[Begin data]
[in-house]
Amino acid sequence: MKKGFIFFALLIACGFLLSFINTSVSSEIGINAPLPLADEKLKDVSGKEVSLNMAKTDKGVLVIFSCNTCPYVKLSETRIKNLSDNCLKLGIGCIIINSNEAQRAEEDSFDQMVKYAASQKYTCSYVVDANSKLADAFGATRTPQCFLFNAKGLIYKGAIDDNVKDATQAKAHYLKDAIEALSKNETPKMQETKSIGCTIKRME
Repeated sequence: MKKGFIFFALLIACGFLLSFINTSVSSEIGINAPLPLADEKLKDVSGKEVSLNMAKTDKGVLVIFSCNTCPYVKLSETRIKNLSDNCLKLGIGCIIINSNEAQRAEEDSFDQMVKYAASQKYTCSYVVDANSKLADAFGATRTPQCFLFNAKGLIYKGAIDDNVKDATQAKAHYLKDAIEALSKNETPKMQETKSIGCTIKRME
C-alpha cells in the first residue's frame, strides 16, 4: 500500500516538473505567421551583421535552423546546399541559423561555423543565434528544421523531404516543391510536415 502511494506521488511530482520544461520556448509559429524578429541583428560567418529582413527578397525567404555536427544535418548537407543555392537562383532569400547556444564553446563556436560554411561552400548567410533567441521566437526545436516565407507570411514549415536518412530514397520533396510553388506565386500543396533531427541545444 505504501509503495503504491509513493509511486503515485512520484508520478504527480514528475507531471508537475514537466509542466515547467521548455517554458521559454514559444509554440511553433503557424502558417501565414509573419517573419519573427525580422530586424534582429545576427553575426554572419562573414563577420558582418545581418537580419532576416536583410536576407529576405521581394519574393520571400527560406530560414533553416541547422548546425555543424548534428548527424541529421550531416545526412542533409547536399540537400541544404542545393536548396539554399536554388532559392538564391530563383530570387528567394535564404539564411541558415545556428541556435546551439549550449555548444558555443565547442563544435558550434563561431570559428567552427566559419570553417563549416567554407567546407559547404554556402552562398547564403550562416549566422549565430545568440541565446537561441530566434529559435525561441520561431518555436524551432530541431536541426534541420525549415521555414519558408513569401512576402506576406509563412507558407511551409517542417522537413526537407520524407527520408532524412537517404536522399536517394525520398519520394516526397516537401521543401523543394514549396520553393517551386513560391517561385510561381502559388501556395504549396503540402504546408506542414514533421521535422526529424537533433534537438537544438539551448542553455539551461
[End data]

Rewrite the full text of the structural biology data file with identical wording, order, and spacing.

[in-house]
Amino acid sequence: MKKGFIFFALLIACGFLLSFINTSVSSEIGINAPLPLADEKLKDVSGKEVSLNMAKTDKGVLVIFSCNTCPYVKLSETRIKNLSDNCLKLGIGCIIINSNEAQRAEEDSFDQMVKYAASQKYTCSYVVDANSKLADAFGATRTPQCFLFNAKGLIYKGAIDDNVKDATQAKAHYLKDAIEALSKNETPKMQETKSIGCTIKRME
Repeated sequence: MKKGFIFFALLIACGFLLSFINTSVSSEIGINAPLPLADEKLKDVSGKEVSLNMAKTDKGVLVIFSCNTCPYVKLSETRIKNLSDNCLKLGIGCIIINSNEAQRAEEDSFDQMVKYAASQKYTCSYVVDANSKLADAFGATRTPQCFLFNAKGLIYKGAIDDNVKDATQAKAHYLKDAIEALSKNETPKMQETKSIGCTIKRME
C-alpha cells in the first residue's frame, strides 16, 4: 500500500516538473505567421551583421535552423546546399541559423561555423543565434528544421523531404516543391510536415 502511494506521488511530482520544461520556448509559429524578429541583428560567418529582413527578397525567404555536427544535418548537407543555392537562383532569400547556444564553446563556436560554411561552400548567410533567441521566437526545436516565407507570411514549415536518412530514397520533396510553388506565386500543396533531427541545444 505504501509503495503504491509513493509511486503515485512520484508520478504527480514528475507531471508537475514537466509542466515547467521548455517554458521559454514559444509554440511553433503557424502558417501565414509573419517573419519573427525580422530586424534582429545576427553575426554572419562573414563577420558582418545581418537580419532576416536583410536576407529576405521581394519574393520571400527560406530560414533553416541547422548546425555543424548534428548527424541529421550531416545526412542533409547536399540537400541544404542545393536548396539554399536554388532559392538564391530563383530570387528567394535564404539564411541558415545556428541556435546551439549550449555548444558555443565547442563544435558550434563561431570559428567552427566559419570553417563549416567554407567546407559547404554556402552562398547564403550562416549566422549565430545568440541565446537561441530566434529559435525561441520561431518555436524551432530541431536541426534541420525549415521555414519558408513569401512576402506576406509563412507558407511551409517542417522537413526537407520524407527520408532524412537517404536522399536517394525520398519520394516526397516537401521543401523543394514549396520553393517551386513560391517561385510561381502559388501556395504549396503540402504546408506542414514533421521535422526529424537533433534537438537544438539551448542553455539551461